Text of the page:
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Brands strike gold on social media with FIFA World Cup 2014

16-July-2014
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Brands strike gold on social media with FIFA World Cup 2014

After nearly a month of football fever, the 2014 football World Cup finally ended with Germany lifting the cup. It has been a roller coaster ride for brands too as they have used one of the most watched sporting events in the world to carry out promotional activities.

Adidas was at the forefront of this race, with strong presence across YouTube, Facebook, Twitter, etc. According to data by Maxus Insights, Adidas’ “All In Or Nothing” campaign, along with the associated #allin hashtag received a total of 2,30,000 mentions  across social media platform, of which, nearly 4,400 mentions came from India.  The hashtag, according to analytics firms Meltwater.com and Simplify 360 received nearly 1,40,000 mentions on Twitter itself. In another study by AC Nielsen, it was found that more than 70 per cent of people who tweeted about the Adidas during the last week of the tournament also sent one of more tweets about the World Cup during the week.

Indian brands, too, were not far behind. Castrol launched a dedicated World Cup campaign on social media, roping in Bollywood celebrity John Abraham as ambassador. Twitter influencers and football enthusiasts were brought in to carry out regular Twitter contests, thus increasing brand visibility. The #clingontofootball hashtag received 3300 mentions. According to Meltwater, it constituted nearly 18 per cent of the total World Cup related buzz in India.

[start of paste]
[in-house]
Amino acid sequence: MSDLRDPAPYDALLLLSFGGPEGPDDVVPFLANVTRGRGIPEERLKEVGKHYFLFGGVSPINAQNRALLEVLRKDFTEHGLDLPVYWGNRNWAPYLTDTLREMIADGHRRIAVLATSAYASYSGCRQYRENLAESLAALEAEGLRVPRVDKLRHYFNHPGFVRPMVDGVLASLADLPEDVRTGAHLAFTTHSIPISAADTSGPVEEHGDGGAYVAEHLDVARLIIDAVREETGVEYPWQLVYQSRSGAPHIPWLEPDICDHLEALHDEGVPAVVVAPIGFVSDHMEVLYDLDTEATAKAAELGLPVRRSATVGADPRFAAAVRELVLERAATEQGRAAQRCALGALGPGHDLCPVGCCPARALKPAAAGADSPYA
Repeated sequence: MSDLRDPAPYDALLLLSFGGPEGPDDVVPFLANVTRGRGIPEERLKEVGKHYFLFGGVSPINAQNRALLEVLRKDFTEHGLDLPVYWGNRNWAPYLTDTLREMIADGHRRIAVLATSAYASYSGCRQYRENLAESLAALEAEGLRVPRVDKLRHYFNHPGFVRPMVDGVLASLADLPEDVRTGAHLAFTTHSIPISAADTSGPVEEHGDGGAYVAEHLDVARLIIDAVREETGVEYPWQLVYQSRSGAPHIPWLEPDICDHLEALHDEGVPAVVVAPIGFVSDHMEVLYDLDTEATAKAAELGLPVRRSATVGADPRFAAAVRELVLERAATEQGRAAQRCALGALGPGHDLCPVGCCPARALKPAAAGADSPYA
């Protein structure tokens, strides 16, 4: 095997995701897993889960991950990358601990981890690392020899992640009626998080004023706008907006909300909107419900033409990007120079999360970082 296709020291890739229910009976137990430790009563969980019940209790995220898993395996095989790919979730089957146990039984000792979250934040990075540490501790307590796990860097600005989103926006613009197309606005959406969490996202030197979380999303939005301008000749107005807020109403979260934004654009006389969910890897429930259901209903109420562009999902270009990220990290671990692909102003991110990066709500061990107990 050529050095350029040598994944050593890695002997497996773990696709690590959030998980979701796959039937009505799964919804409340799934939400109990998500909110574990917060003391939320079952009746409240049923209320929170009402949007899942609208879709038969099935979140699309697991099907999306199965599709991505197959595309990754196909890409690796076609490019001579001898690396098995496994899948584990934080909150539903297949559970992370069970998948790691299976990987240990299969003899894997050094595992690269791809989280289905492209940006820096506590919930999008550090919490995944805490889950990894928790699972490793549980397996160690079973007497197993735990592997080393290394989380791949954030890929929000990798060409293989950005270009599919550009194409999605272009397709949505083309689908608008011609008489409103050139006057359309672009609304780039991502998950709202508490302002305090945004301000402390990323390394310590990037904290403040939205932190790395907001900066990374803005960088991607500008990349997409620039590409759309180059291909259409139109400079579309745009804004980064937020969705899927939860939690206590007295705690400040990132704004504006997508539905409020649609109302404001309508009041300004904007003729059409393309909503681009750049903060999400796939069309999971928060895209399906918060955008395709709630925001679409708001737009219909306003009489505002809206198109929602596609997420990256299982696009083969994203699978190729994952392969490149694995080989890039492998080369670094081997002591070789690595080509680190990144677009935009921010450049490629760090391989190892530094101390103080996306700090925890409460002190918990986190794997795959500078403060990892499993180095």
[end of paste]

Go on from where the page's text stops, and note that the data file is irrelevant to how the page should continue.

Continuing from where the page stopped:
"This was a World Cup for records, and the first time that social networks mined data and channeled work cup fever through likes, retweets and supporter sentiments. India as ever, was growing in excitement, as presented by more than 1 crore mentions on World Cup 2014. It is clear that our country has a thirst for the growing sport of football,” said Zubair Timol, Area Director, India Middle East & Africa, Meltwater.

Perhaps, for the first time in Twitter history, brand managers and social media managers got an opportunity to test the veracity of hashtags on such a large scale. “Brands which used a hashtag consistently succeeded. For instance, Adidas used #allin as its primary hashtag. This is unlike brands like McDonald’s who used multiple hashtags inconsistently, for example, #BaconClubhouse was used in some places and #AskBaconClubhouse in others. #fryfootball was the hashtag which they used initially to promote McDonald's GOL Trickshots video,” said Vang Lian, Head Of Research at Simplify 360.



But Castrol was not the only Indian brand to piggyback on the World Cup’s popularity. Other brands like Viber, Coca-Cola, XOLO, Lay’s, Flipkart, Sony Bravia, were a few more that ran social media campaigns designed around the World Cup with varying degrees of success. For example, according to Maxus Insights, Likes on XOLO’s Facebook page had increased by 17,575 by the day of the finals. Similar jumps were seen by Aircel India (20,135) and Nokia India (22,208) which launched World Cup themed songs on Nokia MixRadio. Similarly, campaigns by Hero (#GoHeroGo) and ICICI Bank (#MyFootballMoment) also saw traction on social media. Croma’s #Croma11Quiz, meanwhile, also saw 1700 mentions.



However, the level of engagement on social media was limited to Facebook and Twitter. According to Meltwater, Twitter showed the most activity by brands, followed by Facebook. The level of activity on other social platforms was almost negligible.

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